Perhaps it is the sulfur that makes the difference?

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My hypothesis: excess insulin (hyperinsulinemia) plays a major role in MS, as developed in my initial post: general-discussion-f1/topic1878.html "Insulin – Could This Be the Key?"
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Re: High dose vitamin D has no impact on MS study suggests

Postby mrbarlow » Wed Oct 26, 2011 12:38 am

lyndacarol wrote:According to the following article:

http://articles.mercola.com/sites/artic ... _DNL_art_1

It is believed that vitamin D3 from oral supplements, which is unsulfated, cannot be converted to D3 sulfate, and may therefore not have the identical health benefits as the vitamin D your skin synthesizes


Perhaps it is the sulfur that makes the difference?

__________________________

My hypothesis: excess insulin (hyperinsulinemia) plays a major role in MS, as developed in my initial post: general-discussion-f1/topic1878.html "Insulin – Could This Be the Key?"




Thanks Lynda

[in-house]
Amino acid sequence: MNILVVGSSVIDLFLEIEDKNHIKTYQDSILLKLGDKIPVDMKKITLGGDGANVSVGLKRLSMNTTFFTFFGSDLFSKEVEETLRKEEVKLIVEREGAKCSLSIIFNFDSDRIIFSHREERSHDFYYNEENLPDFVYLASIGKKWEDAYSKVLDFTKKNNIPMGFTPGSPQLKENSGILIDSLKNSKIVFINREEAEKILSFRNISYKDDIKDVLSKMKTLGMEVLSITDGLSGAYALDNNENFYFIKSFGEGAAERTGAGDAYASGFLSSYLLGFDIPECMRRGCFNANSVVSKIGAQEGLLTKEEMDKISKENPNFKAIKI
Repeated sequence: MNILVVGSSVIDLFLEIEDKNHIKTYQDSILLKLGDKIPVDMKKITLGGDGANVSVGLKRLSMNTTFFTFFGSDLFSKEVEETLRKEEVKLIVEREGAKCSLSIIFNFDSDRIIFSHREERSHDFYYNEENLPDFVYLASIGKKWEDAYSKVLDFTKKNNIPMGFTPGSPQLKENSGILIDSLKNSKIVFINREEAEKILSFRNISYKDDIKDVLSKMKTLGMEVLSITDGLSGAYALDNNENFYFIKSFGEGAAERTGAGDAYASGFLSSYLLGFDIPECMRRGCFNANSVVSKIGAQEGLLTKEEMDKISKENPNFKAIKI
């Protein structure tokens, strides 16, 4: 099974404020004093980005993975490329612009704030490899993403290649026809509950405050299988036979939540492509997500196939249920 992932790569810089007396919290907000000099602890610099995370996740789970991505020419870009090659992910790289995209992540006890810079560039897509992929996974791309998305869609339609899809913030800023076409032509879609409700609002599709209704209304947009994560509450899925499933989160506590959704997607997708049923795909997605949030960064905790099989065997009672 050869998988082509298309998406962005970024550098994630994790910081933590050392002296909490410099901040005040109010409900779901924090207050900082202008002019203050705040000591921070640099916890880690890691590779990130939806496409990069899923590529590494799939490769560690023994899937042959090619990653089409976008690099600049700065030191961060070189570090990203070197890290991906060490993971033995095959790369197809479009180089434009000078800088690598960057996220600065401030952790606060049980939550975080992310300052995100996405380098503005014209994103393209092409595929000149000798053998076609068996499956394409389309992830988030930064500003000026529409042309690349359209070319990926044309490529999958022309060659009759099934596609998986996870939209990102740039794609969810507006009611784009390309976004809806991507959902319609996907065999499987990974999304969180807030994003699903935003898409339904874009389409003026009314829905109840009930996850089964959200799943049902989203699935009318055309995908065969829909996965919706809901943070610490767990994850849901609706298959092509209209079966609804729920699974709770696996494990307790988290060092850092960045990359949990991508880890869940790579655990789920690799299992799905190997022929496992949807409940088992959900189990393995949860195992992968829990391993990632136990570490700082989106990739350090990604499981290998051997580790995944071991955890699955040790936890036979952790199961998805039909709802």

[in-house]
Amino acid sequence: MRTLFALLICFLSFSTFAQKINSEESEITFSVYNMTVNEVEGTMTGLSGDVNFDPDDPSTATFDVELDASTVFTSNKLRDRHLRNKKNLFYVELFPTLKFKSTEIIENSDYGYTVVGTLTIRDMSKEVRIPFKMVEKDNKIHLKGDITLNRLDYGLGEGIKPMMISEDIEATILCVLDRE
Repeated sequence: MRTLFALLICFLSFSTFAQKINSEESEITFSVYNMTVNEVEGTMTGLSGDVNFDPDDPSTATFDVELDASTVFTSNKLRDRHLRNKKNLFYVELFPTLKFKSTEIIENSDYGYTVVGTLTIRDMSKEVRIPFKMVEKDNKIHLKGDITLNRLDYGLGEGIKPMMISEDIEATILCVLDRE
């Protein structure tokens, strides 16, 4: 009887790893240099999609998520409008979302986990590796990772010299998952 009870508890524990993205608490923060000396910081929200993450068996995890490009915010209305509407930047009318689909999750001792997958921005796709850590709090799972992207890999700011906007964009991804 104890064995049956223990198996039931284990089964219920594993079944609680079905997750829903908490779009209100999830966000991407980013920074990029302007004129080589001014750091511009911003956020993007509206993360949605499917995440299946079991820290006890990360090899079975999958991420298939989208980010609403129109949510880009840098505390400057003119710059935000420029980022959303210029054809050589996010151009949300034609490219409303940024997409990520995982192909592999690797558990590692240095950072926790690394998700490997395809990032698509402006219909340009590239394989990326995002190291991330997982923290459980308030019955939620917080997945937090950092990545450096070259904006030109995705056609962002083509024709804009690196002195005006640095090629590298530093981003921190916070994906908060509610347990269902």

I think there was some research that suggested that MS sufferers who sunbathed statistically faired better than those taking supplements of Vitamin D

Of course this maybe statistical bias - ie MS sufferers who happen to sunbath are less affected so able to sunbath etc (association not cause)
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Re: High dose vitamin D has no impact on MS study suggests

Postby lyndacarol » Sun Oct 30, 2011 10:00 am

According to this article, there may be many other reasons to take vitamin D3:

http://articles.mercola.com/sites/artic ... 0_SNL_MS_1

Dental caries has been shown to be inversely related to total sun exposure, with those living in sunnier areas having about half as many cavities as those living in less sunny areas.

Increasing your and your family’s vitamin D levels appears to be a much better option compared to drinking fluoridated water, as there are many additional health benefits of vitamin D, and a number of adverse effects of water fluoridation, including dental fluorosis and potential reduction in IQ.

There are multiple connections between your oral health, heart disease, and vitamin D status, and higher vitamin D levels have been found to prevent health problems related to your mouth, heart, and cardiovascular system.